IP Day 30 – Mount Gambier to Portland

Thursday 21st April, 2022

123k +646m
Moving 5:34 Elapsed 7:41
Max 51 kph, Avg 22 kph

We got away at 6.30 again. Seems to be our go-to compromise time. From my point of view, while I can’t eat, I’m at least not too nauseous and can keep down a slowly sipped cup of tea or coffee. When it’s almost sunrise, and already light, I can usually manage about an hour before my stomach is saying ‘What do you think you’re doing, idiot? You need fuel!’

The route heads south out of town, clearly deliberately going past the famous Blue Lake, before then turning hard left and cutting east across the southern edges of town and beyond on a backroads detour which (at least) skips 30km of main road. We quickly stopped to check out the lake from a viewing point, but at that time of morning on a cloudy, gloomy day, it was grey. Oh well.

Farmland morphed into pine plantations. There were hardly any cars, and the riding was pretty enjoyable. We stopped for a break at about 26km when we came to an intersection. We had technically reached the state border, turning right onto a road that runs south from there along the SA/Vic border. 13km of that, with a little dipsy doodle back into South Australia to stay west of the Glenelg River; through a gully, and back up through the little locality of Donovan. One more kilometre of quiet road running exactly south along the border, and we met up with the main drag – ie. the Mount Gambier to Portland road.

Official border sign time. Goodbye South Australia, hello Victoria. Back to our own ‘local time’ with a half an hour jump forward. (Yep, just half an hour!)

Only a few kilometres to Nelson (at the mouth of the Glenelg River). Breakfast. After this, there would be nothing for nearly 80km until we got to Portland. We rode down to the general store/kiosk by the river, got some takeaway, and tried to get out of the wind in a picnic shelter in the park. We were serenaded by the sound of a refrigerated truck generator outside the store taking one hell of a long time to do its delivery. So much for the serenity

(did the public toilet have a sign up that the water wasn’t potable?)

We asked at the tourist information centre about water after saddling up to ride out of town, and it turned out we had to purchase it from a machine back down at the kiosk! Not what we were expecting, although we had experienced a couple of non-potable water towns on our Sydney-Melbourne ride a few years ago.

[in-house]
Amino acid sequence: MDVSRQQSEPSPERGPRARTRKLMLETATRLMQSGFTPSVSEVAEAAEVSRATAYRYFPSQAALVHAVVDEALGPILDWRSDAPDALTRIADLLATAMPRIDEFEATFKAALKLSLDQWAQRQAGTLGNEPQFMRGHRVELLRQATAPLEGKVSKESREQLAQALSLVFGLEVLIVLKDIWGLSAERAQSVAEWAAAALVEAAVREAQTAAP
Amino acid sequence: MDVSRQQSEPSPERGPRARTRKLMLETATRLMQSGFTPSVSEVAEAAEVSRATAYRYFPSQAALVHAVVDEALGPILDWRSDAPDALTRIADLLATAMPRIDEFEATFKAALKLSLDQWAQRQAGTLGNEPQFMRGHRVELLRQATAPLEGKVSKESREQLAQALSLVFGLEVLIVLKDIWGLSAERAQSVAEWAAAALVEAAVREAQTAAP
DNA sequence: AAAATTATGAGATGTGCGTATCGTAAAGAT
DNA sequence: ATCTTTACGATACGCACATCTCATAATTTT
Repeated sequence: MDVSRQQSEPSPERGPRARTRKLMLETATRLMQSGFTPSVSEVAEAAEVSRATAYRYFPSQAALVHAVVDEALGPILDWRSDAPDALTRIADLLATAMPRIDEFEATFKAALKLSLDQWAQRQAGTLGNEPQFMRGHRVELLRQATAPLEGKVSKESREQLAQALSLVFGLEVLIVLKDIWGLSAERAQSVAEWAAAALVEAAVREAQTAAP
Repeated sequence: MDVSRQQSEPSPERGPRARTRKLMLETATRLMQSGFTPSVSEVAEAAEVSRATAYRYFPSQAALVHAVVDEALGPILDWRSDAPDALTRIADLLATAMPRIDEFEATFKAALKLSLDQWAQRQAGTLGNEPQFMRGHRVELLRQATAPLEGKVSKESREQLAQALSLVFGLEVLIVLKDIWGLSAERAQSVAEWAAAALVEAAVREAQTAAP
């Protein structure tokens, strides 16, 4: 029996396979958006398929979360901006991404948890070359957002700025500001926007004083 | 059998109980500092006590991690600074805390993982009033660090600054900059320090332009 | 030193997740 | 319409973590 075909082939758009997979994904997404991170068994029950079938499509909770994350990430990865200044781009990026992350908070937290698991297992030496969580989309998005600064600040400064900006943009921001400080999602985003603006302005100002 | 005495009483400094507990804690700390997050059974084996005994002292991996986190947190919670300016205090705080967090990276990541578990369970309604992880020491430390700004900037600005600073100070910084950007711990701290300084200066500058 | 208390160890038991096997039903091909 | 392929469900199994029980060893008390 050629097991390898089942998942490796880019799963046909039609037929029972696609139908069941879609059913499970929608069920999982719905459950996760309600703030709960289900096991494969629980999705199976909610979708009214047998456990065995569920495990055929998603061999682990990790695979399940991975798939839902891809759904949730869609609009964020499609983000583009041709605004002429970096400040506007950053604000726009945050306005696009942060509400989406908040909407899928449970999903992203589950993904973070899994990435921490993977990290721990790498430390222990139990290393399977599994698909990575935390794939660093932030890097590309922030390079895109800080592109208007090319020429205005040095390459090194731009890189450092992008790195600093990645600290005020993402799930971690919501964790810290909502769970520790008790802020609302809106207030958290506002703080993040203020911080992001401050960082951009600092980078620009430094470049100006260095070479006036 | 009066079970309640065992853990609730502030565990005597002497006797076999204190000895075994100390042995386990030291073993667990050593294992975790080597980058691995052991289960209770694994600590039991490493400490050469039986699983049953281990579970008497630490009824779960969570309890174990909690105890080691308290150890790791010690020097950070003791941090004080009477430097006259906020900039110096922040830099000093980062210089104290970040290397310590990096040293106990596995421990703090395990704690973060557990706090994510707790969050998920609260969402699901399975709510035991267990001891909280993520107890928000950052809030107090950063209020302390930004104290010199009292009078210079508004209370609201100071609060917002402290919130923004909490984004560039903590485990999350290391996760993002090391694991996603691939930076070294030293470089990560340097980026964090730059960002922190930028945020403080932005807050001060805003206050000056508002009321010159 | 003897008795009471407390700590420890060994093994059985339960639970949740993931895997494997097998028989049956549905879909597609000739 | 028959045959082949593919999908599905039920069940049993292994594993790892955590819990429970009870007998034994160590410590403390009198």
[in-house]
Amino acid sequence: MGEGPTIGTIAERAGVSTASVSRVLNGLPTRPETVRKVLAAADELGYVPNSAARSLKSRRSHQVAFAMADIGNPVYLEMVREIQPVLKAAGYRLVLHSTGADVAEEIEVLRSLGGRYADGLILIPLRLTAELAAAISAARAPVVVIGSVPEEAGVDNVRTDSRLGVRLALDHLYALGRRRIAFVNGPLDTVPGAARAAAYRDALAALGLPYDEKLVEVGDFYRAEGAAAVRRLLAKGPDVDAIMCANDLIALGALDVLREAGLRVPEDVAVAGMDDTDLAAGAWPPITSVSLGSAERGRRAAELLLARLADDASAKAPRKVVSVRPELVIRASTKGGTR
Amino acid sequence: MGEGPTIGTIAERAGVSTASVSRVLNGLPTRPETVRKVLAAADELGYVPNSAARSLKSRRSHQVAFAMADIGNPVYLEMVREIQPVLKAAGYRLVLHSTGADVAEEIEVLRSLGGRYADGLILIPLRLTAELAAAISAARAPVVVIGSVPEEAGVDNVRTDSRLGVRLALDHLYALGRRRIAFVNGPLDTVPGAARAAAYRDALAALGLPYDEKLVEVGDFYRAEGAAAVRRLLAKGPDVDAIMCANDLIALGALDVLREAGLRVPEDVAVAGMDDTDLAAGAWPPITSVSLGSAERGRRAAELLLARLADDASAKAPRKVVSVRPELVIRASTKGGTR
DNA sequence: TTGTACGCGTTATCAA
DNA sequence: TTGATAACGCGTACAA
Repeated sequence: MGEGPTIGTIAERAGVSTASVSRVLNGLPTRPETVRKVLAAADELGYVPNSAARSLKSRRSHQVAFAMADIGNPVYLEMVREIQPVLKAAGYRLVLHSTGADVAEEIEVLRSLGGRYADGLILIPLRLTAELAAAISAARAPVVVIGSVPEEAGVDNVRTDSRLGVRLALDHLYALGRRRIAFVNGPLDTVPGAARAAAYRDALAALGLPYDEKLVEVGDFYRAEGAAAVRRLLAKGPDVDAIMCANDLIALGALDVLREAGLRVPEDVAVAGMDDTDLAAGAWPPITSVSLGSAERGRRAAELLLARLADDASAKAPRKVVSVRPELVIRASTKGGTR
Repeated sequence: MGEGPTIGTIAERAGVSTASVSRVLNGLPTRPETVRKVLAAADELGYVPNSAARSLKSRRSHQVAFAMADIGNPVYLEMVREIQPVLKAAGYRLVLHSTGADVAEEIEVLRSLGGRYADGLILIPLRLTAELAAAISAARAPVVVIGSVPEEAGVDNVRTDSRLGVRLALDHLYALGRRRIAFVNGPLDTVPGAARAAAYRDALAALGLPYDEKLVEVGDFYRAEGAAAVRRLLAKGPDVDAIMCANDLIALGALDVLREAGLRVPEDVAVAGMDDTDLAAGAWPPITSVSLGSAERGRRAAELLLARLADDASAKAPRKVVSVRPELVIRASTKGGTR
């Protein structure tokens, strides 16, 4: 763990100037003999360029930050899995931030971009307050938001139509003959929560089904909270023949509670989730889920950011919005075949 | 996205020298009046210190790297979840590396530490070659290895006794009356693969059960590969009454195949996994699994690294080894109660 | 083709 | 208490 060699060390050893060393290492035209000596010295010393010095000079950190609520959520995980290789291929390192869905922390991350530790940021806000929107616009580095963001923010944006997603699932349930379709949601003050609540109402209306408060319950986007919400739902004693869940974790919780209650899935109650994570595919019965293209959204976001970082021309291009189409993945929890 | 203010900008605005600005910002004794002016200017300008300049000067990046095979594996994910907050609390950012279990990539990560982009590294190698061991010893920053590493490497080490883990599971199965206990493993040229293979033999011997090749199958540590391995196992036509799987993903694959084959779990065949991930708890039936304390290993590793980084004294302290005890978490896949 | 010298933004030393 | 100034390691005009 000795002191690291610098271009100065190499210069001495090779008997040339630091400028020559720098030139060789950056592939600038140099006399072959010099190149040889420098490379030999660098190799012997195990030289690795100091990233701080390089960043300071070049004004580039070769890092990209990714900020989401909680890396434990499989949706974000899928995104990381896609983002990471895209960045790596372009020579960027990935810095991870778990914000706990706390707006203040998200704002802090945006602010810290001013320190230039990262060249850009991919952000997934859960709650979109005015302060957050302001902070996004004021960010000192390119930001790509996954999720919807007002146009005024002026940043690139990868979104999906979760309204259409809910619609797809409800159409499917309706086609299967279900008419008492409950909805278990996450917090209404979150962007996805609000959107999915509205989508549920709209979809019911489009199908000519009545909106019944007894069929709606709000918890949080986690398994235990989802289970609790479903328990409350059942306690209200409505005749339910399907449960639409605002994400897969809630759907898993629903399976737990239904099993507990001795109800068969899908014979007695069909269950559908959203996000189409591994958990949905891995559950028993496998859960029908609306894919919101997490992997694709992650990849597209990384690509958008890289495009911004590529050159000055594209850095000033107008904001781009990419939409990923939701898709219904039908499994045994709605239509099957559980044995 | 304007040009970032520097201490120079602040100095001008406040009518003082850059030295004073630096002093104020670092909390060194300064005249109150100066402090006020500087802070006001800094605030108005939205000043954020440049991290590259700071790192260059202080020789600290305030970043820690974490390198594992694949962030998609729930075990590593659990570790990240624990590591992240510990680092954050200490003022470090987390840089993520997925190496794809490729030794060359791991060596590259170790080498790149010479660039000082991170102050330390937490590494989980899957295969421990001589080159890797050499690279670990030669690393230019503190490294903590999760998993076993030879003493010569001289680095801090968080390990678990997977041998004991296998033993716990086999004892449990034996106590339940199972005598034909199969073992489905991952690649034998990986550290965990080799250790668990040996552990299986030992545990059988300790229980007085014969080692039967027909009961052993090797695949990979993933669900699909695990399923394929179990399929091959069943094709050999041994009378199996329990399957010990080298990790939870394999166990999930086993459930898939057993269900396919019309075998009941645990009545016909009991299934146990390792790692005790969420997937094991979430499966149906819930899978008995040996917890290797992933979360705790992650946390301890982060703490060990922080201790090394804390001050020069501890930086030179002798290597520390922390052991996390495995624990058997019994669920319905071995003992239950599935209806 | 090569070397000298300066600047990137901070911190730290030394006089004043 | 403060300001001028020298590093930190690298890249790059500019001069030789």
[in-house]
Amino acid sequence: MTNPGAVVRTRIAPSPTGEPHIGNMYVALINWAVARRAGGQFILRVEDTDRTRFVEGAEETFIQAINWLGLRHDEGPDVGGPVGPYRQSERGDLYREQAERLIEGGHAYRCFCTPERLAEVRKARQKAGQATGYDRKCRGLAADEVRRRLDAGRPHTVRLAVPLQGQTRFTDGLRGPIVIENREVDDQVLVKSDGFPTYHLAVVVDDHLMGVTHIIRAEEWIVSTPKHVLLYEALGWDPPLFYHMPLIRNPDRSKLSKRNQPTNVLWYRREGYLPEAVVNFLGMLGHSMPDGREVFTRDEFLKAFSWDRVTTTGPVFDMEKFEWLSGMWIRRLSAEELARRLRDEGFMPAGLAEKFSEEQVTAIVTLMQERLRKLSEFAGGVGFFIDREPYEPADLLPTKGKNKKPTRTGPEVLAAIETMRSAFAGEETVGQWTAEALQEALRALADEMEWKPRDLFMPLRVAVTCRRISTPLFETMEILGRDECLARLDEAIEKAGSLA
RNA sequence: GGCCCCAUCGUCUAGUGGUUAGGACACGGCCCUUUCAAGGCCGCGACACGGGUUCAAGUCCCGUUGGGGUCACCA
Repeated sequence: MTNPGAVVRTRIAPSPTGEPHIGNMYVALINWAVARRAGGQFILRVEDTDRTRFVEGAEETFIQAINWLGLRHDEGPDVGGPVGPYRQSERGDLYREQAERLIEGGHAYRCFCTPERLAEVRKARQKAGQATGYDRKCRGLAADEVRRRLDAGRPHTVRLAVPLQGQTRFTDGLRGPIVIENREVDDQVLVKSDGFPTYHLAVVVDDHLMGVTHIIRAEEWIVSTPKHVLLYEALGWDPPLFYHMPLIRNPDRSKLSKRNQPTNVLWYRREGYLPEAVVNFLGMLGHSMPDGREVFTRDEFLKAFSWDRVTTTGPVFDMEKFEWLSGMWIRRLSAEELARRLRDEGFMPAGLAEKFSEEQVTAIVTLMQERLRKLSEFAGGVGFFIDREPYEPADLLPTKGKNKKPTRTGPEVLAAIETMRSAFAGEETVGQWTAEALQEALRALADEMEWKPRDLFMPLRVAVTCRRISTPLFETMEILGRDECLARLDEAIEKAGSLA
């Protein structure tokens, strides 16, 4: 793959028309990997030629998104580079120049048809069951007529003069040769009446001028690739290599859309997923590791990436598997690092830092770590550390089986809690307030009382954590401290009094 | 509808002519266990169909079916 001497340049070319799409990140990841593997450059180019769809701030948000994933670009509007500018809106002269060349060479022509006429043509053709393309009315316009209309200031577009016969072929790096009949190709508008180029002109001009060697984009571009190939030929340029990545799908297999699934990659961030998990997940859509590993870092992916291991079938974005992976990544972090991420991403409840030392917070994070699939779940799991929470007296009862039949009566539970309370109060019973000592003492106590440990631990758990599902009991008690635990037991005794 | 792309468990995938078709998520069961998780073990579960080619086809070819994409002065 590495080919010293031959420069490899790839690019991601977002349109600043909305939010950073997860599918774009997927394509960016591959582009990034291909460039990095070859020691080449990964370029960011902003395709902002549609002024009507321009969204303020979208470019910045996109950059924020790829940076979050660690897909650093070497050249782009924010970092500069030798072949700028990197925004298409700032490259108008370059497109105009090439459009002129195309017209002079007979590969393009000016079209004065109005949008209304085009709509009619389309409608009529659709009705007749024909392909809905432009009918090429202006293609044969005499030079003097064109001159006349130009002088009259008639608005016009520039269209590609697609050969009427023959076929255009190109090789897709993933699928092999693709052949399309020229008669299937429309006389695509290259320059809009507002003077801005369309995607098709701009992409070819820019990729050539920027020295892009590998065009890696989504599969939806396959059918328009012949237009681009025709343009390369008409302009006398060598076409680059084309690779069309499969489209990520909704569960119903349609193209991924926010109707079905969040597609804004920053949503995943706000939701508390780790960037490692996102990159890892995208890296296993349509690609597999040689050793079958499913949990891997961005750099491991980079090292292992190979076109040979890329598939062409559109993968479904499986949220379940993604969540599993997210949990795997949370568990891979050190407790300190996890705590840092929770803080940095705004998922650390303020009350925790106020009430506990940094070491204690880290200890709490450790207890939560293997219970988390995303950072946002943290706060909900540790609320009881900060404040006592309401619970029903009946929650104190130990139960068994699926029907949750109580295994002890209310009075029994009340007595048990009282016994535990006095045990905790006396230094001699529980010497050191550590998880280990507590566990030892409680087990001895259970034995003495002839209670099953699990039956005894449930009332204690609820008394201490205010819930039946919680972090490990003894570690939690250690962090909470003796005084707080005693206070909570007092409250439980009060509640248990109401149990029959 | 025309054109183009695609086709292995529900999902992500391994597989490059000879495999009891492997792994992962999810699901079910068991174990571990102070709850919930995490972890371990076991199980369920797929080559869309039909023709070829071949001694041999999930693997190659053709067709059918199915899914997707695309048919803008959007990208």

The next 50km to Gorae West (where we were thankfully able to turn off) was also, as mentioned in yesterday’s post, horrible. With all the pine plantations, it was no surprise there were a number of logging jinkers on the road, and most of them are cowboys.

In the latter part, there were thankfully some roadworks with a stop/go sign which held up the traffic for a bit. Once we were through Marc timed the gaps. We would get about 6 minutes’ grace in between pulses of traffic, so we would pull off the road, let them pass, and then start back again for another 6-minute session of clear riding.

Other riders and local dot-watchers complain about the circuitous route into Portland, but we are fans. It was sweet relief to get away from the trucks. We stopped for a break just up the road, but the dog on the property we’d stopped outside was not impressed.

Portland is the home of dot watcher legend, Shannon (and his family), who, every year set up ‘The Portland Refuge’ for the IPWR riders – a camper trailer set up in their front yard, with signs and lights, available for all riders to access whatever time of day or night. (Remembering that the M.O. of many riders is to ride at all hours, ‘crash’ for a few hours sleep, while they charge up their electronics (and themselves… a bit….) and then keep going.

Shannon had let us know that he’d kept the rider refuge up in case we needed it, so we accepted his offer.

He and another local dotwatcher, Cyril, rode out to meet us on the backroads and guided us through the turns. Shannon’s daughter greeted us on arrival with a plate of chocolate slice (if I recall correctly!)

The legendary Portland refuge.

We dumped some gear and then rode downtown to grab a late lunch/post ride carb-up. And then back for a much-appreciated shower in their house.

Shannon invited us to have dinner with them, and we gratefully accepted. It would be nice to have some homecooked food and to have some conversation with other people! Marc went with him on a quick supermarket trip so we could contribute by way of beer, wine and snacks.

Shannon, Madlaina and the kids were great, and it was interesting talking to them about how they had ended up choosing to live there. At first glance, to us, it didn’t seem much more than a busy port with a bit of industry going on (it has an aluminium smelter and fertiliser industry, for example). But the more that I look back on what else there is around there, the more I see what spectacular coastline there is nearby (Cape Bridgewater). It should go on my list of places to re-visit and explore on foot. Portland is the start/finish of the Great South West Walk (loop).

[Back up near Nelson I noted the Glenelg River, and, as I’m checking out Google Maps now, that looks like an amazing place to do canoe touring/camping. Not that we clocked any of this at the time, but crossing the country as we did has familiarised us with places we had barely or never heard of before. Maybe we should re-diversify our adventuring experiences.]

They insisted on leaving the front door unlocked so that we could use the loo in the night and early morning (rather than the porta-loo set up in the front yard. I hoped I wouldn’t wake them when I inevitably would have to go pee during the night! And we’d be up early. 😬

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